Positivism, metaphysics, and religion.
Elementary particles and Platonian philosophy.
Let these examples hint at the intercourse between natural sciences and a certain type of philosophy, of which both sides take impulses for development. Let this type be called Science-Oriented Philosophy -- SOPhy, for short. The revival of SOPhy in the context of the 20th century science is related to the scientific revolutions of our age. In the preceding century science seemed to be finally established with the mechanistic foundations laid two centuries earlier and having no alternative. This quiet was disturbed by problems and discoveries exemplified by the above list of topics of Heisenberg's talks in which the typically metaphysical problem of the Whole (called der grosse Zusammenhang by him and his collegaues) must have emerged.

SOPhy is obviously related to philosophy in science with which it shares interest in philosophical foundations of sciences, and to that quest for scientific foundations of philosophy which may be aptly called science in philosophy. Moreover, SOPhy has topics in common with analytic philosophy which attempts at clarifying philosophical concepts. Since some of them belong to the foundations of science, there results a common field of interest. It is in order now to descend from these highly general considerations, and to focus upon an individual science germane to a selected part of philosophy. The science to be considered is informatics, while the relevant piece of philosophy provides a conceptual framework to deal with a relation between physical and abstract entities.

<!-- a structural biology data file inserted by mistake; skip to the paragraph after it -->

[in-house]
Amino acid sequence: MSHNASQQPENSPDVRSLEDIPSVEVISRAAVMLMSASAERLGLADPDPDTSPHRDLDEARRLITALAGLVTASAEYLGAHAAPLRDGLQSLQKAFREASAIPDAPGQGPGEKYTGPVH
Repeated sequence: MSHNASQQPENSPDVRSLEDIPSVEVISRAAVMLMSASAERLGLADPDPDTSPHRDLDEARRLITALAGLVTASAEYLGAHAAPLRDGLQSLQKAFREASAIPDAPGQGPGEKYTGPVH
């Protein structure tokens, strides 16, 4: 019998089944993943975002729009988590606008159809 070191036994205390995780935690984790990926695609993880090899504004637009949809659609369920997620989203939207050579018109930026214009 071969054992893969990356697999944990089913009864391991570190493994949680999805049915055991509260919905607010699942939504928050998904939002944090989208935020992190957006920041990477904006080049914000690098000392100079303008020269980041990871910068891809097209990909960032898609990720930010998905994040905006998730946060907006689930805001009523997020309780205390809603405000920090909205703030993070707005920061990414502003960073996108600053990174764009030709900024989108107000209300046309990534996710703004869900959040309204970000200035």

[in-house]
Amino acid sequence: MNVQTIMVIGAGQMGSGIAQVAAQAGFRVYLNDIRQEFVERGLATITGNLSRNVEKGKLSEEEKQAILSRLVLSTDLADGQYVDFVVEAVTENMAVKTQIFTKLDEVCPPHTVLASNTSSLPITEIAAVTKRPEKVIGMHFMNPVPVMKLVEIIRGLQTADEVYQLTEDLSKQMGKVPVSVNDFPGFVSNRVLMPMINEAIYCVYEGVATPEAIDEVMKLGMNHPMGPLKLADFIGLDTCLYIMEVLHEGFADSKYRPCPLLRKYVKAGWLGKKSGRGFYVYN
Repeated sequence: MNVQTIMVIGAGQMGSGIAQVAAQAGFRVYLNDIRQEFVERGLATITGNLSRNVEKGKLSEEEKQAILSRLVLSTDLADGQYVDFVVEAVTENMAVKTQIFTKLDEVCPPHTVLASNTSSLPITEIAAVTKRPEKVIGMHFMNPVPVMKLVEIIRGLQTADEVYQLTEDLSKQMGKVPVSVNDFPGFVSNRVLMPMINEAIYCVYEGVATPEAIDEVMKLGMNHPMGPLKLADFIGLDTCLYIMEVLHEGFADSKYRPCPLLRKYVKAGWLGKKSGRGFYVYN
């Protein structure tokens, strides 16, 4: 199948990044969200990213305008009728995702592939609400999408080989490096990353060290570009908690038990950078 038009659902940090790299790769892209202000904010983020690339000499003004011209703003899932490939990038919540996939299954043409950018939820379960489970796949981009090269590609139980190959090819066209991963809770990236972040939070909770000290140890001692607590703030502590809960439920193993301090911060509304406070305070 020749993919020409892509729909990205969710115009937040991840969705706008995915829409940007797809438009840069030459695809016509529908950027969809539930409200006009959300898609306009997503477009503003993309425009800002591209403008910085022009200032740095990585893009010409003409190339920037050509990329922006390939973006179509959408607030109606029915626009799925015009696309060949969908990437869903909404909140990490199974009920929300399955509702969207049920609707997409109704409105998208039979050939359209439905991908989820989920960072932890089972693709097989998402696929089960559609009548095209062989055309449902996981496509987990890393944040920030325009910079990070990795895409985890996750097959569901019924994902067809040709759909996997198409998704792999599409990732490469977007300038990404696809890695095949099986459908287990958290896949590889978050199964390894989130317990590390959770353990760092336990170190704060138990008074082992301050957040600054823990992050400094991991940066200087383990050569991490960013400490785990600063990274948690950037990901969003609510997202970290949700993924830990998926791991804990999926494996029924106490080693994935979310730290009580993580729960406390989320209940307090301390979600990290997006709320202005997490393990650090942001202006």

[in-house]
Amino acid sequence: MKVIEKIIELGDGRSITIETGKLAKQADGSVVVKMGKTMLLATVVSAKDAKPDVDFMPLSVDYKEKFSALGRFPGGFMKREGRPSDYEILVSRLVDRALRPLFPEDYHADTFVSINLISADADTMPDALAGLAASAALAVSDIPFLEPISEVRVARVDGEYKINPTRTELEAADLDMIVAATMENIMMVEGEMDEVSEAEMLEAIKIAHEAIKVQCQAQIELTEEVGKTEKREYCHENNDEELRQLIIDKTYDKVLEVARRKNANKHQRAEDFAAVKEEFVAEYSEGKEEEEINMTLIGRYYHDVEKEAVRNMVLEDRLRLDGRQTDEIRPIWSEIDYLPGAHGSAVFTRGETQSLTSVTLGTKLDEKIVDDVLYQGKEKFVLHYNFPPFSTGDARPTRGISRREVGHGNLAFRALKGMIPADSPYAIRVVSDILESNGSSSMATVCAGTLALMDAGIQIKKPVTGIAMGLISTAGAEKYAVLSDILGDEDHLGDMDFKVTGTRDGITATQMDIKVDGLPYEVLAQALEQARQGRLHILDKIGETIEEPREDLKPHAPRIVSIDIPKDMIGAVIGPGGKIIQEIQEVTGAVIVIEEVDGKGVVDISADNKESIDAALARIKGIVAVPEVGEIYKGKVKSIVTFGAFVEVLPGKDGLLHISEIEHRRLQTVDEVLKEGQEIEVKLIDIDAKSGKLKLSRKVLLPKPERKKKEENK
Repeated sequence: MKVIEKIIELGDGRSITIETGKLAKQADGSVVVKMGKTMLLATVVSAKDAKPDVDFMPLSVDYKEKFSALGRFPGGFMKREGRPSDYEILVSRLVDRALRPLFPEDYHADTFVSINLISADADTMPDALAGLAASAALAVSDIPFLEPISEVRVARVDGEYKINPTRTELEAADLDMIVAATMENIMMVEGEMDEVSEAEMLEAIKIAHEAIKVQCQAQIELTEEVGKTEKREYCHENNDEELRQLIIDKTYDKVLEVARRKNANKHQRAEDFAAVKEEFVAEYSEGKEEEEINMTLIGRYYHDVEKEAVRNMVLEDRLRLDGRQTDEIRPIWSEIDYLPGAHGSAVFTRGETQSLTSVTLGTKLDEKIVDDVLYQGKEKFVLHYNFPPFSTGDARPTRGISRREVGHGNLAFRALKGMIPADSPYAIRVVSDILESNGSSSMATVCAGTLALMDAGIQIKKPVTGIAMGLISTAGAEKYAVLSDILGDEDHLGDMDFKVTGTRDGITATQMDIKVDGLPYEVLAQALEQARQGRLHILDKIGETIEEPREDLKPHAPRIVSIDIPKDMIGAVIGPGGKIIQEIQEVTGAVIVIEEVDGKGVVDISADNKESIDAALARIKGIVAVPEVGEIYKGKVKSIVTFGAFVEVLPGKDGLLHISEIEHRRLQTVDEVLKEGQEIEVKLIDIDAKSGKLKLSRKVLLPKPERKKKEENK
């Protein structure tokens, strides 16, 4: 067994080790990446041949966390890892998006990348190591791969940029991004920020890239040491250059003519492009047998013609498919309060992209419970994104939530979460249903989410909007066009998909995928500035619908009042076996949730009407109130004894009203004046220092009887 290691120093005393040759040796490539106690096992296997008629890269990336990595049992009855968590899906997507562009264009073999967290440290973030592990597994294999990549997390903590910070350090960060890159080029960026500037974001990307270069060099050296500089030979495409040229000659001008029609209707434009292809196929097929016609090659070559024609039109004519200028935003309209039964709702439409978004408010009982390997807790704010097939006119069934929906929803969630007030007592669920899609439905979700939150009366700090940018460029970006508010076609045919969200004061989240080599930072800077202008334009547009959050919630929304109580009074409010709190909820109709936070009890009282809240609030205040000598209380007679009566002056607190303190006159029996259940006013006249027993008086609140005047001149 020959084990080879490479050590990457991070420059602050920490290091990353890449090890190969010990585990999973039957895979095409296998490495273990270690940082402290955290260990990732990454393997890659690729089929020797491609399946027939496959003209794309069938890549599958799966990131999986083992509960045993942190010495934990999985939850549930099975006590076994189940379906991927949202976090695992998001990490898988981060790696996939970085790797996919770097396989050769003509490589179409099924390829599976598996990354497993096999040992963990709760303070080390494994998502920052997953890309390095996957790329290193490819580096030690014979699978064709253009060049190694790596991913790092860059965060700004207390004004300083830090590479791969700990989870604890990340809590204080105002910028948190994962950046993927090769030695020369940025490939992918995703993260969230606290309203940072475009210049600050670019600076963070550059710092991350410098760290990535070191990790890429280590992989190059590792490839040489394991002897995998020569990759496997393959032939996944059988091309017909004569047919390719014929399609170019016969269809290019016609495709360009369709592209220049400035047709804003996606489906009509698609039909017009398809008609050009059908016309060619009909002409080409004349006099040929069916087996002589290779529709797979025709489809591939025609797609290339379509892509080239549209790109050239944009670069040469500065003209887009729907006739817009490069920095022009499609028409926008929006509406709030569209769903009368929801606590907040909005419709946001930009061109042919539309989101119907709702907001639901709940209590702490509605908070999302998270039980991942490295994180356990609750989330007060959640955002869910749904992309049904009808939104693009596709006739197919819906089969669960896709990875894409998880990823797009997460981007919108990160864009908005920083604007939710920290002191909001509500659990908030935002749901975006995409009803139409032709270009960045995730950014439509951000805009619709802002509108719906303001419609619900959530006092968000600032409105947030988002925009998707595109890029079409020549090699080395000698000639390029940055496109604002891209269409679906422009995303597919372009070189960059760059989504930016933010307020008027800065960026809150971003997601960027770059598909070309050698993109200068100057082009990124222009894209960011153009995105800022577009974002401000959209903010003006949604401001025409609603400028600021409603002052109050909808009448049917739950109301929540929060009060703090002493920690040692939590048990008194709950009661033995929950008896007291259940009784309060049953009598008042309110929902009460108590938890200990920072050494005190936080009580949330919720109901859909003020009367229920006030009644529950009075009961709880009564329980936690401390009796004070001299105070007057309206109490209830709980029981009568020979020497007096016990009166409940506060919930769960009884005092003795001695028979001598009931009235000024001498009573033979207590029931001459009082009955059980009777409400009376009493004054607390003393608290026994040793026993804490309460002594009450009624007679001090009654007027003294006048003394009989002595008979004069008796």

The term "informatics" is convenient on account of its conciseness as well as certain indefiniteness that makes it possible to adjust it to current discussion. Its meaning is sometimes identified with that of "computer science", sometimes it suggests a more extensive study of information, in particular information processing. The latter is authorized by the Penguin Dictionary of Computers (A.Chandor et al, London 1985) which offers the following definition: